The United States continues to have the highest rate of maternal mortality in the developed world, driven in large part by the high mortality rates among Black mothers. According to the Centers for Disease Control and Prevention (CDC), approximately 700 pregnancy-related deaths occur in the U.S. each year, many of which are preventable. The overall maternal mortality rate in New York State is 10% higher than the national average. These risks have only grown over the past year, as COVID-19 presents unique risks for pregnant people and their babies. This disparity transcends income and education status, and cannot be explained away by risk factors such as genetics or lack of health care access. Despite the high number of pregnancy and childbirth complications, CDC studies have found that two out of three of all reported deaths were preventable.

In Senator Gillibrand’s letter to House and Senate Appropriations Committee leaders, she calls for $7 million for evidence-based Implicit Bias Training Grants for medical and nursing school students and other health professionals to reduce bias and errors in judgment or behavior and $25 million to establish a Pregnancy Medical Home Demonstration Program that delivers integrated health care services to pregnant women and new mothers that could help reduce the disproportionate rate of maternal deaths among Black non-Hispanic women and adverse maternal health outcomes.

In addition, Gillibrand is also urging her colleagues to ensure the final FY22 spending package provides funding for several of her maternal health priorities, including at least:

  • $30 million to support uniform data collection through Maternal Mortality Review Committees (MMRCs) that operate in nearly every state to review individual maternal deaths to understand their causes and help identify solutions to prevent these tragic outcomes;
  • $15 million for the Alliance for Innovation on Maternal Health (AIM) Program which provides states and hospital systems with actionable, evidence-based toolkits to improve maternal health outcomes;
  • $5 million for the Maternal Mental Health Hotline, which serves as a critical lifeline for women in need of mental health support during pregnancy and the postpartum period;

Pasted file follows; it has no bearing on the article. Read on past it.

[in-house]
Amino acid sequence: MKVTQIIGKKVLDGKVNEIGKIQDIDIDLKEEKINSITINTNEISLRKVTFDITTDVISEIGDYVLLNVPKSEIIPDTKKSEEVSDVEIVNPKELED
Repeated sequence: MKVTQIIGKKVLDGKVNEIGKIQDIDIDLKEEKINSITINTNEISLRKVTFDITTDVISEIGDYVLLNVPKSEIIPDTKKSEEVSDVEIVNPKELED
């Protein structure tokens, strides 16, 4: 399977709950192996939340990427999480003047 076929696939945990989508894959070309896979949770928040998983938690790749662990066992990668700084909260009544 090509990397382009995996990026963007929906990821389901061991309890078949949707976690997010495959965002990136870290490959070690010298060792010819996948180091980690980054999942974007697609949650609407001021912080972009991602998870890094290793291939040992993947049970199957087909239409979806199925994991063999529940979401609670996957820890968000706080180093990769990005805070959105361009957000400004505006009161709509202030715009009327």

• $10 million for the Screening and Treatment of Maternal Depression and Related Behavioral Disorders Program (MDRBD) to support the training of health care providers to screen, assess, and treat for maternal mental health conditions and provide specialized psychiatric consultation to assist the providers.

Senator Gillibrand is a longtime champion for the health and rights of mothers and their families. She supports the Black Maternal Health Momnibus Act of 2021, which includes her bill, the Moms Matter Act. Gillibrand also supports a host of bills to reduce racial disparities in maternal health including her Maternal CARE Actthe Modernizing Obstetric Medicine Standards (MOMS) Actand Senator Booker’s MOMMIES Act. The senator also co-led the TRICARE Coverage for Doula Support Act in 2020, which helped initiate a pilot program for TRICARE beneficiaries to receive coverage for doula fees as part of the FY21 NDAA. In 2021, she successfully secured $17 million in maternal health care funding in the FY21 appropriations package. The package included a key provision from Gillibrand’s MOMS Act, securing $9 million in federal funding for the AIM program.

To read the full letter, please click here.